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Last Updated on August 7, 2019, by eNotes Editorial. Word Count: 721

The Master of Go is a chronicle of a Japanese Go match that took place in 1938 between Go master Shūsai and his challenger, Minoru Kitani (named "Otaké" in the story). The story explores several themes concerning traditional Japanese society: including loss, the destruction of society, the virtue and nobility...

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The Master of Go is a chronicle of a Japanese Go match that took place in 1938 between Go master Shūsai and his challenger, Minoru Kitani (named "Otaké" in the story). The story explores several themes concerning traditional Japanese society: including loss, the destruction of society, the virtue and nobility of tradition, and the acquisition of the sublime. Specific quotes from the text help to highlight each of these themes.

At the very end of chapter 5, Shūsai's doctor gives the following description of his patient: "He has a body like an undernourished child." This is in reference to the attenuated figure and child-like delicacy that the Master's old age had brought upon him.

However, immediately following these descriptions, at the beginning of chapter 6, Kawabata describes Shūsai as such:

That the Master seemed to grow larger when he seated himself before the Go board had to do of course with the power and prestige of his art, the rewards of long training and discipline; but his trunk was disproportionately long.

This characterization of the Master's appearance is a direct allusion to the vitality and goodness of tradition. Otherwise a sickly and weak man, Shūsai suddenly becomes a respectable-looking figure when seated behind the Go board.

Go is a game which Kawabata uses to characterize Shūsai, who embodies the finest characteristics of its history, as well as Japanese society in general. Furthermore, the fact that Shūsai "seemed" to grow larger implies that this was the perspective that other people had of him; this may be taken to characterize the respect that Japanese citizens (including Kawabata himself) have for tradition and custom, which, in the story, is symbolized by of Shūsai.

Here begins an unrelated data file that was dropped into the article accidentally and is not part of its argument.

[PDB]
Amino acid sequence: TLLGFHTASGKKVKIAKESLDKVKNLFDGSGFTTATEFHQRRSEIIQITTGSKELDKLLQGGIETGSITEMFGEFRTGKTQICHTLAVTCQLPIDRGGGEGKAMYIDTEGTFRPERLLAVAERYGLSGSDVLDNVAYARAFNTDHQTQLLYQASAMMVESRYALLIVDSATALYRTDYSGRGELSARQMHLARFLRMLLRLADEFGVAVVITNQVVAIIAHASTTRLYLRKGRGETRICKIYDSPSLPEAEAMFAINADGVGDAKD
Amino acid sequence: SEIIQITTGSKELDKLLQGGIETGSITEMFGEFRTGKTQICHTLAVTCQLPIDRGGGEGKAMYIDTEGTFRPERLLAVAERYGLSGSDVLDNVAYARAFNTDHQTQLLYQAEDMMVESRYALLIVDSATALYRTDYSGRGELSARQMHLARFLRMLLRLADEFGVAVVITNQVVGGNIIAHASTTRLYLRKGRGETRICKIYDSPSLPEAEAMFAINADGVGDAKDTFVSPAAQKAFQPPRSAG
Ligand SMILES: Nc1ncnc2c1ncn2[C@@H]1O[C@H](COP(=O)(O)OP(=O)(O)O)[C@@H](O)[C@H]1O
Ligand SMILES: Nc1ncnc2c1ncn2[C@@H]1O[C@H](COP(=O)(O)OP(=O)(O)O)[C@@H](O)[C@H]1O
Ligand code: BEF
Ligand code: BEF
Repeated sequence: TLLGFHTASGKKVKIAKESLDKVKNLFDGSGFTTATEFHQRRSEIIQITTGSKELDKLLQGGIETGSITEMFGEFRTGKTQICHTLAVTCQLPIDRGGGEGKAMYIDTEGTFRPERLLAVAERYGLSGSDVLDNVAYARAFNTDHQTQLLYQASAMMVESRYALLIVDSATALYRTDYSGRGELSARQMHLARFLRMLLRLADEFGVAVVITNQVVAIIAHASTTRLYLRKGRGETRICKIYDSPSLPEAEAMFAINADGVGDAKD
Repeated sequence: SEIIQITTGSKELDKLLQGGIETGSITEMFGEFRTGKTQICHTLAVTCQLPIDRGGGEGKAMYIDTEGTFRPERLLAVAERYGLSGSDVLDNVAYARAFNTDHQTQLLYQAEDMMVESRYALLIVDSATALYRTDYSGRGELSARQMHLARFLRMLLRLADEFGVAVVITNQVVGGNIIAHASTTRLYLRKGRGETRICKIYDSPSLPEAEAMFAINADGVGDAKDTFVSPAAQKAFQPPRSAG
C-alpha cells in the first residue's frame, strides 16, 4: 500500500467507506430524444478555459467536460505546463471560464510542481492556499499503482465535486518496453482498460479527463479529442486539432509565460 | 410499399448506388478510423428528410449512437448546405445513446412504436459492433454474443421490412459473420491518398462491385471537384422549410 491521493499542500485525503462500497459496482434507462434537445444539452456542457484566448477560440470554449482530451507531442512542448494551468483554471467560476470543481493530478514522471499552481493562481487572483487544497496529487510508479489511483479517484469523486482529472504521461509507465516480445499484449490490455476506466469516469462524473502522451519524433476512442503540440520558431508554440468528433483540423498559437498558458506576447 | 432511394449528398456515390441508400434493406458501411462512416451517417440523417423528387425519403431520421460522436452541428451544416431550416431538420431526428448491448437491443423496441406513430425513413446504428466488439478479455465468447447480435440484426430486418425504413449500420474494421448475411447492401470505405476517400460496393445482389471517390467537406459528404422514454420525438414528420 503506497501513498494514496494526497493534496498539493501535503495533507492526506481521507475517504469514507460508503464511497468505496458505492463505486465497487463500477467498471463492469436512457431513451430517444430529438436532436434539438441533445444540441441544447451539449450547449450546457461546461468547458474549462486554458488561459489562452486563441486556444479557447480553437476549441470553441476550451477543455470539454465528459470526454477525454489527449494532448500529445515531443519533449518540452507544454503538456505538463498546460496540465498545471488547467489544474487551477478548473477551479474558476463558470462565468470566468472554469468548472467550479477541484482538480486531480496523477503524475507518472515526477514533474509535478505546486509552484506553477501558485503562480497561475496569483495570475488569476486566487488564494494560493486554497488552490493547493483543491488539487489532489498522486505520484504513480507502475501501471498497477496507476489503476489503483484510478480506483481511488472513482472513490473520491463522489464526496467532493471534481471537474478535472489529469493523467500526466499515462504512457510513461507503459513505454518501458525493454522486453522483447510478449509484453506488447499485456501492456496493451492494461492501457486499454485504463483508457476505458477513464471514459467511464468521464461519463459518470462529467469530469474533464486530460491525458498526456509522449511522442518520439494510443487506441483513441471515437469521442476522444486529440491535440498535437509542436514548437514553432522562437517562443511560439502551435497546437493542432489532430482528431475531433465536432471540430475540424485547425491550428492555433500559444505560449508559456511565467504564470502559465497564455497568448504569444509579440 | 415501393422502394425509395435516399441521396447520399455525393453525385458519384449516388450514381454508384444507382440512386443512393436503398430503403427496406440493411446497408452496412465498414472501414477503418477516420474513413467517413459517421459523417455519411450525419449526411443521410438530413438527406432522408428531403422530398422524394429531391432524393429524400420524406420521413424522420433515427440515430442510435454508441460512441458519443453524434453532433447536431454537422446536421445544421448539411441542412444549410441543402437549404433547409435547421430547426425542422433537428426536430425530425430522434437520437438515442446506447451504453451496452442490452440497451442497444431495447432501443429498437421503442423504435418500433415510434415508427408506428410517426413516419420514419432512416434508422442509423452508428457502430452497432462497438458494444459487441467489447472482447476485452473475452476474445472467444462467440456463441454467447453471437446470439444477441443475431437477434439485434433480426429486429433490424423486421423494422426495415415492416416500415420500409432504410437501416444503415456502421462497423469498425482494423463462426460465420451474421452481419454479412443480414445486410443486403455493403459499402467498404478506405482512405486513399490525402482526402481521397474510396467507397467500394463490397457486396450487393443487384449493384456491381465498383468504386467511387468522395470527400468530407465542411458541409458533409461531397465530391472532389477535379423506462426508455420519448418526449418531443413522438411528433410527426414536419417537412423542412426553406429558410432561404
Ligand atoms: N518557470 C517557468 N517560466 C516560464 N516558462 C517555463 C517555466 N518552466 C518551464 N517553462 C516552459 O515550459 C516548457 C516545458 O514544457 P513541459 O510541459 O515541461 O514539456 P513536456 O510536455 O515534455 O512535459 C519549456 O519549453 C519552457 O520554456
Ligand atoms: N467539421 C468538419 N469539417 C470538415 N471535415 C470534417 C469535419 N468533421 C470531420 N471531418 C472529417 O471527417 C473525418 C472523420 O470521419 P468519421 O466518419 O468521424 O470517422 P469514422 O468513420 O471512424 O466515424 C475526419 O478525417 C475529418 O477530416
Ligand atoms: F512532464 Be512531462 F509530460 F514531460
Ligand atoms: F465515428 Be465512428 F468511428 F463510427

Near the end of the match, Otaké makes a single, unprecedented move by sealing his Black 121 (essentially meaning that he paused and made note of this play for the next meeting instead of making the move immediately). This piece was located far away from the main action of the game. For Shūsai, such a move breaks the traditional expectations and courtesy of play associated with the many years of the game's existence, effectively destroying the spirit of the game for him entirely.

At the beginning of chapter 38, after realizing exactly what had transpired, Shūsai expresses his grief as such:

The match is over. Mr. Otaké ruined it with that sealed play. It was like smearing ink over the picture we had painted. The minute I saw it I felt like forfeiting the match. Like telling them it was the last straw. I really thought I should forfeit. But I hesitated, and that was that.

This dialogue indicates a couple of things. First, the Master of Go has been completely disillusioned by what he sees as the introduction of an aberration—one that has entirely destroyed the beauty of the harmony and custom of the game.

Kawabata further discusses the impact that move 121 had on the Master's mentality later in the same chapter:

It [the game] has in it a flow of the spirit and a harmony as of music. Everything is lost when suddenly a false note is struck, or one party in a duet suddenly launches forth on an eccentric flight of his own. A masterpiece of a game can be ruined by insensitivity to the feelings of an adversary.

Here, Kawabata (and the Master) laments the destruction of the purity of the way Go had traditionally been played, which serves as a reflection of the author's deeper sense of loss over the overthrow of traditional Japanese culture following Japan's defeat in the second World War.

According to the Master, the entire game—which had taken nearly six months to complete—is essentially lost with a single move. One interpretation of this holds that move 121 is a direct allusion to the dropping of the atomic bomb on Hiroshima. Furthermore, the Master's willingness to throw the game by playing White 130 and ensuring his own defeat can subsequently be understood to represent the bombing of Nagasaki, which occurred only a few days after Hiroshima.

Just as the game had been completely sacrificed via the execution of two moves, so the entire Pacific war had been lost by the Japanese after two fateful events. In both cases, a beautiful and rich cultural legacy had been lost forever.

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